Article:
Michelle Milne has returned this semester from travelling, performing, and teaching around the country to, once again, act as an assistant professor of theater at Goshen College.Between 2005-10, Milne was at GC and she taught classes such as Playwriting, Voice for the Actor, and Movement for the Stage as well as directed plays such as “Much Ado About Nothing” and “Big Love.”
Since her departure from Goshen College in 2010, Milne has engaged in a variety of different projects and events in the fields of theater, choreography, writing and many others.
“Doing a variety of projects is always exciting,” Milne said. “I never want to do the same thing over and over each day.”
Lately, Milne has been working for the theater department of Columbia College in Chicago and travelling.
She went from Indiana to Oregon, along the border of California to the Mexican border, and then to North Carolina before coming back to Indiana in one big theatrical tour she titled “Travelling Home.”
All along this national journey, Milne stopped to direct plays, participate in theater festivals, give workshops and even take part in learning tours to expand her own knowledge.
Milne also visited prisons and went across the U.S.-Mexico border in Arizona with Mennonite Central Committee and Fronterra to study immigration issues—all of this related to her overarching topic, “Travelling Home.”
This theme is her way of asking audiences and individuals everywhere how we define ‘home,’ how we decide where home is, and the way concepts of home affect how we live our lives.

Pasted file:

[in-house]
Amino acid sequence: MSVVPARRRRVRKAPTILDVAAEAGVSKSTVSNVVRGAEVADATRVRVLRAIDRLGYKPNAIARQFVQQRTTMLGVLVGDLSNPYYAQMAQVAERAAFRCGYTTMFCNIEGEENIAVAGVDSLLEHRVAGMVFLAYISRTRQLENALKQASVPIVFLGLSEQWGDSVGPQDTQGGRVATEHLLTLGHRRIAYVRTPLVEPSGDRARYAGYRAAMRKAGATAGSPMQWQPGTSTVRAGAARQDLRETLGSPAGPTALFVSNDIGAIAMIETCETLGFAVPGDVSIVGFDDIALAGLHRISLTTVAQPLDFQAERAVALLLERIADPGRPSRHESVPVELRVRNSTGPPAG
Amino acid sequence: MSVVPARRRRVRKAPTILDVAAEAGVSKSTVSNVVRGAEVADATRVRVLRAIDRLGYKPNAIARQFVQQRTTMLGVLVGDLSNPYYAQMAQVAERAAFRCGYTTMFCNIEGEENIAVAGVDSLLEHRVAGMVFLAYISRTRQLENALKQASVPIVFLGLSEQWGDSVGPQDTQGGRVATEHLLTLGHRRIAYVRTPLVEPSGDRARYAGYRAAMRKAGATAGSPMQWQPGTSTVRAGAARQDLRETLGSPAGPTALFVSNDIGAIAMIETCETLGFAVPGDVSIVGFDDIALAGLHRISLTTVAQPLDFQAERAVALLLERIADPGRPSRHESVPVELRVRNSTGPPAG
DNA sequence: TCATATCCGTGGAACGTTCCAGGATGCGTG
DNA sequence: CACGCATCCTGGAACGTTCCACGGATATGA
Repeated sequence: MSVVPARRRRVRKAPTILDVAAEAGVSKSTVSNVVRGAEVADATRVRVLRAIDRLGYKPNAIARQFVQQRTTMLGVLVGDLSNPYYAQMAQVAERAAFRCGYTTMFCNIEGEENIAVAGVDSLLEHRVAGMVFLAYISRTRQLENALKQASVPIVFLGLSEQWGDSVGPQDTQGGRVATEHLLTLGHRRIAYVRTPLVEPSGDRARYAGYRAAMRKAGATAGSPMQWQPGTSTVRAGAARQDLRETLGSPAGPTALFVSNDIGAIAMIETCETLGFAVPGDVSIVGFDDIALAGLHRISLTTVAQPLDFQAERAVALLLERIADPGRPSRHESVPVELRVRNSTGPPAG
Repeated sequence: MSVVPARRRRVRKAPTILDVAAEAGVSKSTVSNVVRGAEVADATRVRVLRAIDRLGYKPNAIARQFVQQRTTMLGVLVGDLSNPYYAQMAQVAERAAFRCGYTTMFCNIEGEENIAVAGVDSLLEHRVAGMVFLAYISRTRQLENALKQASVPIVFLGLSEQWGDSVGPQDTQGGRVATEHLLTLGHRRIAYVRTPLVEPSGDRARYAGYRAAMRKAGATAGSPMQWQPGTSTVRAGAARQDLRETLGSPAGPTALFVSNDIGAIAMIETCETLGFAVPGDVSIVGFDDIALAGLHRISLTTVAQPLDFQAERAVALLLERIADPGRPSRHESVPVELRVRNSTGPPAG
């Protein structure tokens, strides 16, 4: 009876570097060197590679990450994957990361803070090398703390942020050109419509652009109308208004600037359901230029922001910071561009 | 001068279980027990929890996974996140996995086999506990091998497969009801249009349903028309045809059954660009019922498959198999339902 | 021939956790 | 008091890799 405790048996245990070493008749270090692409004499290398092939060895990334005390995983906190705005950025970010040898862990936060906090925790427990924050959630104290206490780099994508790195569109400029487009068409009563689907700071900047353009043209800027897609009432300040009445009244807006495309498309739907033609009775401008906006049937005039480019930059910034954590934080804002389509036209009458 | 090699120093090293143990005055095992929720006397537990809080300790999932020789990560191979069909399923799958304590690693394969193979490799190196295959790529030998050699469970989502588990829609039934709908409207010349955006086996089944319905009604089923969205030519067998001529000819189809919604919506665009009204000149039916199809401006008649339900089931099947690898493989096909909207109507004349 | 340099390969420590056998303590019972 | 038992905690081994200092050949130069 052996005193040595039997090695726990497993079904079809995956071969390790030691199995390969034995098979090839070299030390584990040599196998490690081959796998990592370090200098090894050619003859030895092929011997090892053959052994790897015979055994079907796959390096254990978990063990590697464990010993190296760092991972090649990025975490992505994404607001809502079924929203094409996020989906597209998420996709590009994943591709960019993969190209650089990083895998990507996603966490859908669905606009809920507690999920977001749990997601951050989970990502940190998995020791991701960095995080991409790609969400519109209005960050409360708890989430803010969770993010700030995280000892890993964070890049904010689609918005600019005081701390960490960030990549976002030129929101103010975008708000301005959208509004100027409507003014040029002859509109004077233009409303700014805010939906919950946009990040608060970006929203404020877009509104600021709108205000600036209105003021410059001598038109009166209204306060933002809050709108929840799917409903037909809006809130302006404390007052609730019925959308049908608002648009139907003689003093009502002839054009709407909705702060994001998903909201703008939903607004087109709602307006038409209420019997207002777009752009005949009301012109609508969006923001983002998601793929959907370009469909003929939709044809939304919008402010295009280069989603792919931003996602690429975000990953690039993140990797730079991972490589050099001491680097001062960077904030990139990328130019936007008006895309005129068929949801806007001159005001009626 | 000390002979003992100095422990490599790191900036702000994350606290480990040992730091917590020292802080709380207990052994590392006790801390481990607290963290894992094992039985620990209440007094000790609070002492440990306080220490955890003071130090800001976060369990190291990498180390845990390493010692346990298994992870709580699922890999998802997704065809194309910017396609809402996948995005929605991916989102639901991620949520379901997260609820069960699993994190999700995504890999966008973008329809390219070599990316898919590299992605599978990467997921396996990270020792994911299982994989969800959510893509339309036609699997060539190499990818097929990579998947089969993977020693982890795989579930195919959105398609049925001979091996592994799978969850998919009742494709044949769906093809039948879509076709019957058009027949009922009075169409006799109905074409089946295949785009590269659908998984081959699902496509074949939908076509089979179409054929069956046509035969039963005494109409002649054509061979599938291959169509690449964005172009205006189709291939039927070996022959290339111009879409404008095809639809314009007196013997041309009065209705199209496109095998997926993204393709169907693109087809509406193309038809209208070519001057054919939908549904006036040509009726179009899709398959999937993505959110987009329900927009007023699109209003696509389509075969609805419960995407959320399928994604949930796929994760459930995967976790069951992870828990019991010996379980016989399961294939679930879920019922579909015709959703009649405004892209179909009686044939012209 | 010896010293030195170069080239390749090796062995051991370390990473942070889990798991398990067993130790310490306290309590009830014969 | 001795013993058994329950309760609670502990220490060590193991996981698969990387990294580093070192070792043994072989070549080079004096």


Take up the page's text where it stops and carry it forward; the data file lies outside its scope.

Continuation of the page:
For Milne, this topic is one that originated right here in Goshen.
Her grandfather was the first in Milne’s family to teach here at Goshen, followed by both of Milne’s now-retired parents. Both Milne and her sister Andrea Milne went to college here at GC, which was followed by Milne’s employment, completing the familial cycle. Despite her family’s strong attachment to Goshen, she said, “we never stay here for too long.”
Milne’s family also has a long history of travel and visiting other countries and parts of the U.S., but they always come back to Goshen.
“I feel like I have a lot of homes now. Goshen is one of those homes—it was the first one. But the border is one of them, New York is one of them, and Portland is one of them,” Milne said.
But no matter how many other homes she has, she said she will always come back to Goshen because of the community and the roots she has here.
“Goshen… is exciting to be in,” Milne said. “People want to keep creating things here, which makes it feel very alive.”
Milne also loves the diversity in Goshen that seems to be ever increasing, including the Mennonite community, non-Mennonites, the always-expanding groups of artists and the growing Latino community, which “has completely changed the feel of the town.”
Milne is excited to now be involved in a myriad of different activities here in Goshen, only one of which is working here as a professor and directing our fall mainstage, “Eurydice.”
To otherwise occupy herself, Milne is staging the fight and dance choreography for a Roosevelt University theater production of “As You Like It” in Chicago.
On Tuesdays, Milne also instructs a Feldenkrais Method training workshop at Spacious Heart, which uses elements of neurology, physiology and bodily mindfulness as a physical therapy treatment or to improve theater or music performance.
On Monday, the Goshen Community Relations Committee (CRC) approved the hire of Milne and her sister Andrea Milne to generate what will become the Goshen Vision, a collaborative vision for the community’s development which will develop from discussions and surveys with much of Goshen’s diverse population, including artists, business owners, educators, administrators, etc.
Milne now looks forward to the upcoming mainstage production, presenting the finished community vision to the CRC, and potentially teaching an Inside Out class with the Elkhart County Jail during May Term.